Russia buys military hardware from North Korea, US says


The Russian Defense Ministry is buying millions of rockets and artillery shells from North Korea to bolster its forces in Moscow’s war in Ukraine, according to a US official.

The official told The Hill that the assessment, which is based on declassified US intelligence, is a sign that Moscow is suffering from “serious” military supply shortages due in part to export controls and economic sanctions imposed by the US. United States and its allies to punish Moscow. for his invasion of Ukraine.

The United States expects Russia to buy more North Korean military equipment in the future, the official said, without providing further details on the type of equipment. The New York Times was the first to report intelligence suggesting that Moscow was buying North Korean equipment.

Pentagon spokesman Brig. General Pat Ryder confirmed that the United States had “indications that Russia has approached North Korea to request ammunition”.

“I am unable to provide more details than this at this time, but it demonstrates and is indicative of the situation Russia finds itself in, in terms of logistical and support capabilities as it relates to Ukraine.” , he added. he said during a press briefing on Tuesday.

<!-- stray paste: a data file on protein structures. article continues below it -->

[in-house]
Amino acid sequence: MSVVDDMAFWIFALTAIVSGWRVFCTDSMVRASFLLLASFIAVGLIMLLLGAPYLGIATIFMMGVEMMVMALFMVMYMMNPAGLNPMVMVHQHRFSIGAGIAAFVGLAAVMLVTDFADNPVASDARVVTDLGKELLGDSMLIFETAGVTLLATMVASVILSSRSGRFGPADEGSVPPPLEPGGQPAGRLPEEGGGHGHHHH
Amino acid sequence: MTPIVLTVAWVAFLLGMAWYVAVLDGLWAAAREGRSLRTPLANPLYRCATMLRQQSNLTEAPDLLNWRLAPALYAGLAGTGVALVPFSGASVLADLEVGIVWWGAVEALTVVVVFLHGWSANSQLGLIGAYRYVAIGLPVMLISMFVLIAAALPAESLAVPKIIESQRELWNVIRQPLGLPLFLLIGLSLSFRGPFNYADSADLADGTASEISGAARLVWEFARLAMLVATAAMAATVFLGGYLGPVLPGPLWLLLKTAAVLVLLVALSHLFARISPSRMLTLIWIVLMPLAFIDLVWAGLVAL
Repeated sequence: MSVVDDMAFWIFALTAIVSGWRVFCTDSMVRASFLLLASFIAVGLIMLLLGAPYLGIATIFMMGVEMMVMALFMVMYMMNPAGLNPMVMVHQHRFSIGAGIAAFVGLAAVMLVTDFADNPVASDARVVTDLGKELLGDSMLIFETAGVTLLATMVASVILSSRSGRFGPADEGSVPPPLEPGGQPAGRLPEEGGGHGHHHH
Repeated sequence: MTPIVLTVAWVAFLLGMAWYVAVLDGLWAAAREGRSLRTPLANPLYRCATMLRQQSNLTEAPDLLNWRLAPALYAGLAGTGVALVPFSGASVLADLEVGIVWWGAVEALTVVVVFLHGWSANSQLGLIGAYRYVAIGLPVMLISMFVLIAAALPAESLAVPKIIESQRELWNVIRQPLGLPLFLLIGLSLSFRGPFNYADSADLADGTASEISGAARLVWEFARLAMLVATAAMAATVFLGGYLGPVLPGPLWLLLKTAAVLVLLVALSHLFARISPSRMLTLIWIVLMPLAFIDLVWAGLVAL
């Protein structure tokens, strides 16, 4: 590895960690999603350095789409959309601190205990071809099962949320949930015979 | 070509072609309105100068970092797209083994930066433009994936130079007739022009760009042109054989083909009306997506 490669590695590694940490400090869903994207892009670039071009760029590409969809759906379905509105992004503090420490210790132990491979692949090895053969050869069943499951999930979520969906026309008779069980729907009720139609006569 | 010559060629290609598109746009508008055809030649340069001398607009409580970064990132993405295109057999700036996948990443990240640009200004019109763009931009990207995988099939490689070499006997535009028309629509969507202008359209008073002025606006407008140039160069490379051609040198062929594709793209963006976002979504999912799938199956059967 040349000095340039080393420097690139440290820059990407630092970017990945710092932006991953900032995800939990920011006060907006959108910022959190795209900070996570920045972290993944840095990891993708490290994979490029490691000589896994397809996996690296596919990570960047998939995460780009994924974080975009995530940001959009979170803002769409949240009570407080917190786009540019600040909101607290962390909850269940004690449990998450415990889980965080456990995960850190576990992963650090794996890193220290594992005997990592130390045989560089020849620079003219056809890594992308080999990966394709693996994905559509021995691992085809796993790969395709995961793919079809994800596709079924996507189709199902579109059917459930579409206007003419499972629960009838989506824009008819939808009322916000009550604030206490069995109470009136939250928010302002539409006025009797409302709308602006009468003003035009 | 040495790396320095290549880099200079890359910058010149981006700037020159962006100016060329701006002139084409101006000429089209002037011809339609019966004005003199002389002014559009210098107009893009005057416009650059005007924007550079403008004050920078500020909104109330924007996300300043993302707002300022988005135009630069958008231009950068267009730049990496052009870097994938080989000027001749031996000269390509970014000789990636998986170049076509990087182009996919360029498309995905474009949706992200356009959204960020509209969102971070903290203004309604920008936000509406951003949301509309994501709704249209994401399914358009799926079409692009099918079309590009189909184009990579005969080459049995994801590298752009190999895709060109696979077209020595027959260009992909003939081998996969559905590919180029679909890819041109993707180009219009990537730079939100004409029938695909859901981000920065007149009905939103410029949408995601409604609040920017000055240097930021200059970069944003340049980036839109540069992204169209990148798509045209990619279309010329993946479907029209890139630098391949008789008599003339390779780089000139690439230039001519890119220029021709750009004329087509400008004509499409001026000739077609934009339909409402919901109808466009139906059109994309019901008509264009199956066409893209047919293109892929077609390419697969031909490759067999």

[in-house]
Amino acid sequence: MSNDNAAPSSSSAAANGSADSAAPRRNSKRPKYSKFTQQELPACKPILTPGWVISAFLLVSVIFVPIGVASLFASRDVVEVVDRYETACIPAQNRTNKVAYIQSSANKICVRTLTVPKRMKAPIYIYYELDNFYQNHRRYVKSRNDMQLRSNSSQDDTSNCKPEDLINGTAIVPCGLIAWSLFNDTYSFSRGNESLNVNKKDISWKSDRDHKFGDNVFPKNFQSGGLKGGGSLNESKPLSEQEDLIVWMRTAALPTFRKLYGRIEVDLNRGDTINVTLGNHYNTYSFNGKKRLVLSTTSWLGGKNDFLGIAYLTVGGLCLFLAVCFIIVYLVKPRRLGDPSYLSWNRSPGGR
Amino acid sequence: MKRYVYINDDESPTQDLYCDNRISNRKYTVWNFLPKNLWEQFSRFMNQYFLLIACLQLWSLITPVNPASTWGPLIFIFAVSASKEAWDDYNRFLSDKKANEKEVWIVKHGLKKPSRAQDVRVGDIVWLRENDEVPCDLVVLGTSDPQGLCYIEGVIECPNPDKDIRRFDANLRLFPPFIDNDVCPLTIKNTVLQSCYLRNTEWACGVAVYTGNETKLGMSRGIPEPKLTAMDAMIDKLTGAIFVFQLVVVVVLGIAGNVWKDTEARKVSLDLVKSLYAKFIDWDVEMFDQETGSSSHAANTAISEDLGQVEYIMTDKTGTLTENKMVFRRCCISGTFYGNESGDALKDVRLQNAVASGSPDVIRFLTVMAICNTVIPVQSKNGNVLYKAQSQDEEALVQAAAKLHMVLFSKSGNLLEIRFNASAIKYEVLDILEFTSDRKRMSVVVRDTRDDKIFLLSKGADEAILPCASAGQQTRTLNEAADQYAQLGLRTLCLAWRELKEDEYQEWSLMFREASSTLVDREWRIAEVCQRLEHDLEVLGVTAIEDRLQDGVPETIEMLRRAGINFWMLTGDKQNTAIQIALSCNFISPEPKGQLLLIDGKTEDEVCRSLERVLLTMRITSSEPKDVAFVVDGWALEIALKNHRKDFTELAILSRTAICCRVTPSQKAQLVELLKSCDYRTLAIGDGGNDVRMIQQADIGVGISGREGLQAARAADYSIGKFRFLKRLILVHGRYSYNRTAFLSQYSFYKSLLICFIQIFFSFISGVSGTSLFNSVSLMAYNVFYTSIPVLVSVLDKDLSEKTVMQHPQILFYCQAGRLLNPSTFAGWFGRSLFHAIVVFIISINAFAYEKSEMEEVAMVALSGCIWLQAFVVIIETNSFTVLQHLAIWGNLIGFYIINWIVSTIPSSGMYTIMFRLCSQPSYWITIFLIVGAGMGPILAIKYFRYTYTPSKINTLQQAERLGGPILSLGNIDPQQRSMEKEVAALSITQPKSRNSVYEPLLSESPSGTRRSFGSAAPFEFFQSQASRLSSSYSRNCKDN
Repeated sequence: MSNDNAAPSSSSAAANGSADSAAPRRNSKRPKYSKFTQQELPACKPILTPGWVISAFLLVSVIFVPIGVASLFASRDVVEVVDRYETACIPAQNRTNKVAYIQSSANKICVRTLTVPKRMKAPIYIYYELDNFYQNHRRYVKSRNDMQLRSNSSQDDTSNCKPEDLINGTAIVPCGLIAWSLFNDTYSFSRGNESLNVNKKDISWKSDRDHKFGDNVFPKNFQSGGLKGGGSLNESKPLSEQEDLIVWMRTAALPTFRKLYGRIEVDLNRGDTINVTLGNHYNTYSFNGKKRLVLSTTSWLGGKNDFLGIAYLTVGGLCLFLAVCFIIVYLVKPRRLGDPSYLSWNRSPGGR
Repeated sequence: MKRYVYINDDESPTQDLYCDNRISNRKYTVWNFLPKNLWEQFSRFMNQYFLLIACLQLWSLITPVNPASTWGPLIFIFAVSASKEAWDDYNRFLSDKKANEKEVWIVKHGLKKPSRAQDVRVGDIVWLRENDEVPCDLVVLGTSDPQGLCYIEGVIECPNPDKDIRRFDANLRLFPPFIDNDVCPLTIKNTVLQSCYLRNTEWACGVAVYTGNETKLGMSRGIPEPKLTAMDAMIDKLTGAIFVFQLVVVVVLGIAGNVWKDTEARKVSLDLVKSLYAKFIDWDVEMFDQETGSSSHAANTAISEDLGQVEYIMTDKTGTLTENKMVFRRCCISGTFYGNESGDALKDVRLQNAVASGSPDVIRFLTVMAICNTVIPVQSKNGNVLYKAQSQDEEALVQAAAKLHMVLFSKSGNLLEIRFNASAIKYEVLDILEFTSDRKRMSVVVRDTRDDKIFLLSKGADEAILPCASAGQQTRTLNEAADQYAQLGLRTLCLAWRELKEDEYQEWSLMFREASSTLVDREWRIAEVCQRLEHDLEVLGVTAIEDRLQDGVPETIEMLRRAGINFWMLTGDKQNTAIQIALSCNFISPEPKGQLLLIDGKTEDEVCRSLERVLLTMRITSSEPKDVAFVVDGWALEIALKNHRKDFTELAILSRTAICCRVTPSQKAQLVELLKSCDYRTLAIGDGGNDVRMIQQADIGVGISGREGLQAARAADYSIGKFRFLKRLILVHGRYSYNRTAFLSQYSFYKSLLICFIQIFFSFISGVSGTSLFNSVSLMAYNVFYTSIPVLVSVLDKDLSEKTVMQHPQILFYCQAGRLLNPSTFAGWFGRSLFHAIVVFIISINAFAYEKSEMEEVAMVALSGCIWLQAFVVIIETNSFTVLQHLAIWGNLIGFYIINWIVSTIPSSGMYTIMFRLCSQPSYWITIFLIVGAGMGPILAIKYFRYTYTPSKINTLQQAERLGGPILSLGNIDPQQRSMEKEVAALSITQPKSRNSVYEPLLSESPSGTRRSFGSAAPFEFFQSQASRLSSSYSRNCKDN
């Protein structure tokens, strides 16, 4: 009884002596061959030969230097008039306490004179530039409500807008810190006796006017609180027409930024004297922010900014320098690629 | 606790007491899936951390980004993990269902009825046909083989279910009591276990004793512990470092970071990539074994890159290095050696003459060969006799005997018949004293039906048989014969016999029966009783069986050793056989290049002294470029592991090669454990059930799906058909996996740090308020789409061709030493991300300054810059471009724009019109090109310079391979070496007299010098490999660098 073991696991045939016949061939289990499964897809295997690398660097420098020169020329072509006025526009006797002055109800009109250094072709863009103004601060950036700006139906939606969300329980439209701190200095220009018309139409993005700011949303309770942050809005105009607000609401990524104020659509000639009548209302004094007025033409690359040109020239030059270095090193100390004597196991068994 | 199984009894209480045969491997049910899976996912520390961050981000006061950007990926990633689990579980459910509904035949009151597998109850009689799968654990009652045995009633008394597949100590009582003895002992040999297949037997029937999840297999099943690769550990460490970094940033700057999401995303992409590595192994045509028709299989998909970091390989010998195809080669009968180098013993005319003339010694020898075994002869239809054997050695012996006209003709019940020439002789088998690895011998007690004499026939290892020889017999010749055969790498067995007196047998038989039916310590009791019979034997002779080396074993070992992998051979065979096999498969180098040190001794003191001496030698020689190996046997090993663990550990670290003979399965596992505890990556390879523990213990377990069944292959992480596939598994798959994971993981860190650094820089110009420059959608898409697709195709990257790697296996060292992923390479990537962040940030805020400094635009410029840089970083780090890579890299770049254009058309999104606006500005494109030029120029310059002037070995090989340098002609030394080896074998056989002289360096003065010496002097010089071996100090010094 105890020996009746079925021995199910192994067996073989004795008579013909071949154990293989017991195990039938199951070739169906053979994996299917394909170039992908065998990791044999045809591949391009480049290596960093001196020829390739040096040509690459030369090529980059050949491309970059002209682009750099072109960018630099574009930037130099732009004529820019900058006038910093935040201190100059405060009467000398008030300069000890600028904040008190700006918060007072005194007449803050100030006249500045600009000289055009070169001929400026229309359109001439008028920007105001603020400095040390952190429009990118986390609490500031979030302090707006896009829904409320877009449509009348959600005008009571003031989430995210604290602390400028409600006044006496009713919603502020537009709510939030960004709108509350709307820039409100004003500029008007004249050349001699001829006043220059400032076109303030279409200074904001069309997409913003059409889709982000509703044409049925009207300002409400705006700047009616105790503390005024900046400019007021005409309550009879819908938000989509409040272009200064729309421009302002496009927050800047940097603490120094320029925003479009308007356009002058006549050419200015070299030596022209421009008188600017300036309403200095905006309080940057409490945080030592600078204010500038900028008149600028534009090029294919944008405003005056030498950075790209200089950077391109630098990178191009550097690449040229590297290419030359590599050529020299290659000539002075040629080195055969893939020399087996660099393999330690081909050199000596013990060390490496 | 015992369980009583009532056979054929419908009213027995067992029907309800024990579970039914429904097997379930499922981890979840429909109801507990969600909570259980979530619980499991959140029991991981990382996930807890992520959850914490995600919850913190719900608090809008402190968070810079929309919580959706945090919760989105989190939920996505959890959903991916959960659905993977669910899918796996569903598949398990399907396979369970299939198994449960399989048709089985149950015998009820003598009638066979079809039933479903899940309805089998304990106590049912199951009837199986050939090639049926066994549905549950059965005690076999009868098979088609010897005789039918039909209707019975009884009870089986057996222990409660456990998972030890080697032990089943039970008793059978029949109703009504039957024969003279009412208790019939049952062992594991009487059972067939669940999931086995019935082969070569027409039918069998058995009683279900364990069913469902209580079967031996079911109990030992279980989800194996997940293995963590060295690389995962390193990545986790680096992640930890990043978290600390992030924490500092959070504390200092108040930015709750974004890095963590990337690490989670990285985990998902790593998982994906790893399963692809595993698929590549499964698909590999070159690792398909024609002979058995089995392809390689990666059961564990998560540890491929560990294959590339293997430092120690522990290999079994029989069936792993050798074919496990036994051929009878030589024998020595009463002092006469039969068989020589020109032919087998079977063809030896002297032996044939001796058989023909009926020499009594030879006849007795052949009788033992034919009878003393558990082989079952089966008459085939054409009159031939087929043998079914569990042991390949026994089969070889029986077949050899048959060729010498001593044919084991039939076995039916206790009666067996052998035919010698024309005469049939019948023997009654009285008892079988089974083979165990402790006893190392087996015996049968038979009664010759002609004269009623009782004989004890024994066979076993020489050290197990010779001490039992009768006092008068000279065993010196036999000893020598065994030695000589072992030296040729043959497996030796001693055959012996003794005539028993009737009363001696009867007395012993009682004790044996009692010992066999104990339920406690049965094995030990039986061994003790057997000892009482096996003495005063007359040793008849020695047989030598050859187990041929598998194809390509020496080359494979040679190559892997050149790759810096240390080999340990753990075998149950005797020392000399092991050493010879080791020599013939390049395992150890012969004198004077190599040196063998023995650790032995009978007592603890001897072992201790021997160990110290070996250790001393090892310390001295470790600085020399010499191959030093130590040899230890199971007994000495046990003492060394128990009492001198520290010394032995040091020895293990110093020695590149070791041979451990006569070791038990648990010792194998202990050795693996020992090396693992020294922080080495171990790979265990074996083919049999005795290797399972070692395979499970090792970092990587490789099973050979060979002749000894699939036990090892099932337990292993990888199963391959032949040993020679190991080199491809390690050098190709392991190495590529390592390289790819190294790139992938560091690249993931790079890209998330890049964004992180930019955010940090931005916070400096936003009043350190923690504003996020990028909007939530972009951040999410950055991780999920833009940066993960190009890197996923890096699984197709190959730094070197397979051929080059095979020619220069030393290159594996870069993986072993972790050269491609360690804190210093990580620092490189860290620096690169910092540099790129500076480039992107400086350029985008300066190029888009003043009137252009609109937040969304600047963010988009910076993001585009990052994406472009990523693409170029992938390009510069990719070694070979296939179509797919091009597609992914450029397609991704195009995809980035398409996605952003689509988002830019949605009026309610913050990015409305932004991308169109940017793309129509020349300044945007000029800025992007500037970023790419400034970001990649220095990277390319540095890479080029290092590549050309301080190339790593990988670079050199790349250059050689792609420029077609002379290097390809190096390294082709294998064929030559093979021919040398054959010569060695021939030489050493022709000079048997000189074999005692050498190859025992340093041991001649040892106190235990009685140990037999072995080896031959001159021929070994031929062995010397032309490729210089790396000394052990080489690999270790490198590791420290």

“Certainly, as has been said, we assess that things are not going well on this front for Russia, the fact that they are reaching out to North Korea is a sign that they have challenges on the front of sustainment.”

Russia has also turned to Iran to bolster its stockpile of weapons. Biden administration officials said in late August that Tehran had flown its first shipment of Mohajer-6 and Shahed series drones to Russia for battlefield use in Ukraine, but cited reports suggesting they had suffered mechanical failures.

Russian President Vladimir Putin has pledged to deepen relations with North Korea, which has been isolated due to international sanctions over its nuclear program since Moscow invaded Ukraine.

The United Nations currently prohibits Pyongyang from importing or exporting arms from or to other countries, which means that selling rockets and artillery shells to Russia would violate this arms embargo.

Ukraine, meanwhile, has relied on billions of dollars in equipment from the United States and other countries to supplement its own military as it fights back against the Russian onslaught.

Russia’s military campaign against Ukraine has spanned more than six months and has shown no signs of slowing down. Russia fell far short of expectations in its military strength, failing to achieve its original goal of capturing Kyiv.

Update: 12:53 p.m.

Ellen Mitchell contributed


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